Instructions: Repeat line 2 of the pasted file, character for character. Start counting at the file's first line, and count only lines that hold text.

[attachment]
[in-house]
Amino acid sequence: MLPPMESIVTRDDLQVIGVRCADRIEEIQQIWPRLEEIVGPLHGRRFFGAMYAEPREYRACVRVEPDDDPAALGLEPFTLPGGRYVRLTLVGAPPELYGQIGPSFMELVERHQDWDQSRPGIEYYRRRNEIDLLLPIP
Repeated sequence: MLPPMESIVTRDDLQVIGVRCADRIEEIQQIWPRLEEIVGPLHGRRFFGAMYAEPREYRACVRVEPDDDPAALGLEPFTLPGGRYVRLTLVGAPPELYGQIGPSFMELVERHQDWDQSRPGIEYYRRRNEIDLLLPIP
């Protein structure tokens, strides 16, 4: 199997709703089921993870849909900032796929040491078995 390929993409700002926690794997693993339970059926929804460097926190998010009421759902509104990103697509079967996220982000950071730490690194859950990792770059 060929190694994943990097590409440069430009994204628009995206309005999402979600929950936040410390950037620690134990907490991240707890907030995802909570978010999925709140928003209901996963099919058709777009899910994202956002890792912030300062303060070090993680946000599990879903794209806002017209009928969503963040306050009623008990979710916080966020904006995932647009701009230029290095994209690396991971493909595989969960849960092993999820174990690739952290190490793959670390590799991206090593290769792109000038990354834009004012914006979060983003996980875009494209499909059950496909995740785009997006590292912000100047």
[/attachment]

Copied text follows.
Amino acid sequence: MLPPMESIVTRDDLQVIGVRCADRIEEIQQIWPRLEEIVGPLHGRRFFGAMYAEPREYRACVRVEPDDDPAALGLEPFTLPGGRYVRLTLVGAPPELYGQIGPSFMELVERHQDWDQSRPGIEYYRRRNEIDLLLPIP